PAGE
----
Q: My husband and I are very anti-smoking. Both of his parents died before age 65 due to smoking-related health complications. My mom (a smoker for decades) has reached her 70s, but with a diminished quality of life. We were, therefore, deeply disturbed when our daughter, a junior in college, admitted that she "and a few friends" smoke sometimes.
We are frustrated. We've been discussing this topic since she was a little girl in the context of her sick grandparents. She is a legal adult and we have no idea what we can do, other than to keep nagging her about the dangers. But we see her only when she comes home, which, as she reminded us, she "chooses" to do, but may not always. What else can we do here?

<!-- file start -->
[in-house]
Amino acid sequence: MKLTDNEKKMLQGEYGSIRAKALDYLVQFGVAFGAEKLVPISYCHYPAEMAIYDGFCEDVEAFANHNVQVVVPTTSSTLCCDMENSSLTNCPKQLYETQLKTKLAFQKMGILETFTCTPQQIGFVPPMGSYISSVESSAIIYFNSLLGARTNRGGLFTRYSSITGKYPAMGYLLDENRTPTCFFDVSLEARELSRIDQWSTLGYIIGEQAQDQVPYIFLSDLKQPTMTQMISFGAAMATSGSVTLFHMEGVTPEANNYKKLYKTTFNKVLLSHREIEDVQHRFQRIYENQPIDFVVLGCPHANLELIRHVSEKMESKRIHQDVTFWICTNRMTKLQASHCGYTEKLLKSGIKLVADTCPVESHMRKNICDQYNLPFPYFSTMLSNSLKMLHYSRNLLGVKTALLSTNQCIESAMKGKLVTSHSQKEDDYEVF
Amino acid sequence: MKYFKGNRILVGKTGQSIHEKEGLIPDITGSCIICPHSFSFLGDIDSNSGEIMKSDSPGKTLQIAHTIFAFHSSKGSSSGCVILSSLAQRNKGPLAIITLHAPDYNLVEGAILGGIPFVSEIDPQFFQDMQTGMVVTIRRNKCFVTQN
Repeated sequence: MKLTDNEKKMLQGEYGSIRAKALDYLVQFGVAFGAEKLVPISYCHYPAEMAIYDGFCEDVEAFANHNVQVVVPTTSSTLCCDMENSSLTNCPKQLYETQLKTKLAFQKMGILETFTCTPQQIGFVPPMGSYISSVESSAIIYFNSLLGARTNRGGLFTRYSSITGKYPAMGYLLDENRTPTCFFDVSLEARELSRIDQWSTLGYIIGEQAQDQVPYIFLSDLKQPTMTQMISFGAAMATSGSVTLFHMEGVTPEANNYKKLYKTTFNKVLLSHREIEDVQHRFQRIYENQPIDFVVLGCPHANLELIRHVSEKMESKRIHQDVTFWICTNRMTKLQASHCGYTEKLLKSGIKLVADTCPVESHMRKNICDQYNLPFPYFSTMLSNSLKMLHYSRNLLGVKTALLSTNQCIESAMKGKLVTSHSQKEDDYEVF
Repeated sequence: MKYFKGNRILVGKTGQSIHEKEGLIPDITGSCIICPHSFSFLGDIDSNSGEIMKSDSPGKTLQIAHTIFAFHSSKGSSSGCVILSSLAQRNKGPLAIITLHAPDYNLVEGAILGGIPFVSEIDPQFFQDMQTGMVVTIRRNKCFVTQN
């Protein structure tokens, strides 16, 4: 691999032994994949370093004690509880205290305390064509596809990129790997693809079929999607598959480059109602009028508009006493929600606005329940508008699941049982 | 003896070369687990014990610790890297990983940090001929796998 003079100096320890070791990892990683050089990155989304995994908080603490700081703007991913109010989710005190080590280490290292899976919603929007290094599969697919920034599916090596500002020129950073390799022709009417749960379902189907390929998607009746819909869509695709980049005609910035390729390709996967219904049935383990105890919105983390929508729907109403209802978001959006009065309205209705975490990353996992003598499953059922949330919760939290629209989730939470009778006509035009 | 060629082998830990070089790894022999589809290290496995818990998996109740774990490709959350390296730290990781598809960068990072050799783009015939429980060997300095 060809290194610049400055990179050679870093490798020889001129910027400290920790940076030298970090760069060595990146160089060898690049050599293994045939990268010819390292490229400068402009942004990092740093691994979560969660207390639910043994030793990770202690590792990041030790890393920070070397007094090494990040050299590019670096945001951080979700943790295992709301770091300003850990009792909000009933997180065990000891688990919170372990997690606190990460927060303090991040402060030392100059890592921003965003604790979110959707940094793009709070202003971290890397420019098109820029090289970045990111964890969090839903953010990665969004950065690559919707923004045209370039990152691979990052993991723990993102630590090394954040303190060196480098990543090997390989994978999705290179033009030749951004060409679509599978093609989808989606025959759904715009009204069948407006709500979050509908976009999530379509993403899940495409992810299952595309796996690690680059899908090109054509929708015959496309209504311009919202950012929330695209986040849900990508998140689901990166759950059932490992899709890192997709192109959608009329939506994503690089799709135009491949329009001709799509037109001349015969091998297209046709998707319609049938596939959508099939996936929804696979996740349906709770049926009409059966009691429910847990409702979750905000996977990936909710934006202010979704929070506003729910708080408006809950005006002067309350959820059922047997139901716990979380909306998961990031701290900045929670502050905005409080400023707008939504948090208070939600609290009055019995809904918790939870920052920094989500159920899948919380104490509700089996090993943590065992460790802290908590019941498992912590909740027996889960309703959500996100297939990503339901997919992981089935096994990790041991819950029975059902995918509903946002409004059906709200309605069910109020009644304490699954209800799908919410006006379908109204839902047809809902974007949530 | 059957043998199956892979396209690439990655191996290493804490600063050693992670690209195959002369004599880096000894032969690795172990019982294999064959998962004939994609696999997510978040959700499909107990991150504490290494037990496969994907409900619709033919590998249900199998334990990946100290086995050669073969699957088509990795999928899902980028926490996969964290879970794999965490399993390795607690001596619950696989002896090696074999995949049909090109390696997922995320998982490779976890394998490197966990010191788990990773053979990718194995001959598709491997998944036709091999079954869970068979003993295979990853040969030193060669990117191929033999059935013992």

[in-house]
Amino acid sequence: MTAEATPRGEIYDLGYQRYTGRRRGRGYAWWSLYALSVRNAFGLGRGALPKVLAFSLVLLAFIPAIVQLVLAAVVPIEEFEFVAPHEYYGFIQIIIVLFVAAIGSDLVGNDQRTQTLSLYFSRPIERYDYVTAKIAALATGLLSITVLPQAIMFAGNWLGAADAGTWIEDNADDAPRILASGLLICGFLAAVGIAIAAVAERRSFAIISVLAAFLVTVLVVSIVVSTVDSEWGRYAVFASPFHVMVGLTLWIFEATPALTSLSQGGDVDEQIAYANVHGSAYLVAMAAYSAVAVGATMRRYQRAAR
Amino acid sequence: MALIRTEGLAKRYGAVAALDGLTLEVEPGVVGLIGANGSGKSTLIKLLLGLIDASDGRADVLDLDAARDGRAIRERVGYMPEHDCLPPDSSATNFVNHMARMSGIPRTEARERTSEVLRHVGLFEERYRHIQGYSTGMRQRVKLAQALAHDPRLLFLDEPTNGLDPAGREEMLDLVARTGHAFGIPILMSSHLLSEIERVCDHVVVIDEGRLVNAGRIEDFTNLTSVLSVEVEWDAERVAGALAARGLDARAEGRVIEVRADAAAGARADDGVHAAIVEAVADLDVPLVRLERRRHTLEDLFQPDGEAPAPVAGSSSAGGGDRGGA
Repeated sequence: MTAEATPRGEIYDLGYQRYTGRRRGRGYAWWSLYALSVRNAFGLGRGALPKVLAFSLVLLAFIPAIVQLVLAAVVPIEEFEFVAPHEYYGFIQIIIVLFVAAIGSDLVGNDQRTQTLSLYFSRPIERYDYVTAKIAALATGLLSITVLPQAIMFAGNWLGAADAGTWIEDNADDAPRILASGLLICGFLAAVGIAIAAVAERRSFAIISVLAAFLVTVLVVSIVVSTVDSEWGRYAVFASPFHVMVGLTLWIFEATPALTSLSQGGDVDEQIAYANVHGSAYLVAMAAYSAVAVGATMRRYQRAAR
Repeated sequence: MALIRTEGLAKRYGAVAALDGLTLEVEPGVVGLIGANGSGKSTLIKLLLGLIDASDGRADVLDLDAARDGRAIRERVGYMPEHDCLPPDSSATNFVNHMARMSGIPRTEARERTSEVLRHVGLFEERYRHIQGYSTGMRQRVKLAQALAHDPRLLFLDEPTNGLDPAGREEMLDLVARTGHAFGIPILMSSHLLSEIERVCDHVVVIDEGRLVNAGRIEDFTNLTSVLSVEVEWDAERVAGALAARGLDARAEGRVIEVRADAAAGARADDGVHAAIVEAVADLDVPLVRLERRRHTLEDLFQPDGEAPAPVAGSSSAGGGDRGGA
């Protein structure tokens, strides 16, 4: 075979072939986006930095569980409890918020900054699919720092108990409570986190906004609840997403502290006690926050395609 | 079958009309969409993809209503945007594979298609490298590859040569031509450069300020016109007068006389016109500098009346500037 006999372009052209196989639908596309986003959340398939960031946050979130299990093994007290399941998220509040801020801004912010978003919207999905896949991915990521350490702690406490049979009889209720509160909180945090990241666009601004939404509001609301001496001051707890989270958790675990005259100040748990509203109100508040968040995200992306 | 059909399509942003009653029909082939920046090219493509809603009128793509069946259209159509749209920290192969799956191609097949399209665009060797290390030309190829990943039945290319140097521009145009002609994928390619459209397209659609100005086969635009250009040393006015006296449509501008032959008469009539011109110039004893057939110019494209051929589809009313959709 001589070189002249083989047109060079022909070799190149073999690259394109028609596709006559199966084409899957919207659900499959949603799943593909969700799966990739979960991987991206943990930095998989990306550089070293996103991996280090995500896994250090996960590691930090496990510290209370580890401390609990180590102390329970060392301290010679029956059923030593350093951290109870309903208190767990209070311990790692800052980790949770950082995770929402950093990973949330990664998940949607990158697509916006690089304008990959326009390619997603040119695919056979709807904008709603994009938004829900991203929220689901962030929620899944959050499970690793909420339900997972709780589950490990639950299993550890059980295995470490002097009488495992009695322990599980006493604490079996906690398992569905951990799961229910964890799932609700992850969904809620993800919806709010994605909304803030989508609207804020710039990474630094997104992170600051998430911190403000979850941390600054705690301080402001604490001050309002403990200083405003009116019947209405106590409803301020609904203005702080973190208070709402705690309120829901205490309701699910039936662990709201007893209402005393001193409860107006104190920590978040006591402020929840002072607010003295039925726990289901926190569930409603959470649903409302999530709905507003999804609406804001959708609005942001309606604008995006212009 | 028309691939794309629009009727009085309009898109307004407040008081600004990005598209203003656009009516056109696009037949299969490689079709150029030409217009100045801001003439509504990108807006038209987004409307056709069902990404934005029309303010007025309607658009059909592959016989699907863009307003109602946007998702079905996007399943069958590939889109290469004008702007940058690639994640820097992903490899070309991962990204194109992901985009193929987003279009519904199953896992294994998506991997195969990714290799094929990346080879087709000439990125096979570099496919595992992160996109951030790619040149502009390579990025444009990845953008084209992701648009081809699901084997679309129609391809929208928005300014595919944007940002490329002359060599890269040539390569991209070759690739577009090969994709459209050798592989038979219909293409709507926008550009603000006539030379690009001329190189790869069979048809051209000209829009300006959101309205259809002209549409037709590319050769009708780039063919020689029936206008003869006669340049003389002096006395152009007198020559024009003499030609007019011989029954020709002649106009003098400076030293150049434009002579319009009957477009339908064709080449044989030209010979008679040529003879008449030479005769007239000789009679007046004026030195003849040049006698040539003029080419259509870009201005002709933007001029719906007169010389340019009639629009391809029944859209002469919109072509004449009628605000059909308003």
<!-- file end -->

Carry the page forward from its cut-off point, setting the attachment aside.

A: Nothing. You won't accomplish anything by getting involved except to drive your daughter away. Because your whole issue with her smoking is that you're afraid of losing her, there's just too much irony in driving her out of your lives by harping on her choice. A choice that she made after your discussing it with her. There's little chance this is a coincidence. If she wanted to put some distance between her own identity and yours, then she couldn't have settled on a better wedge, could she?
The best thing you can do is not fuss over the cigs, but instead go the counterintuitive route of giving her your blessing to be herself. Say you love her, say you, of course, will worry when she makes harmful choices, say you will nevertheless keep loving her and supporting her however she needs you to. Butting out included. Shock the heck out of her. She'll believe you only when you stick to that promise at a time she knows you're resoundingly unthrilled with her choices. And when she does believe you, her grounds for rebelling turn to sand.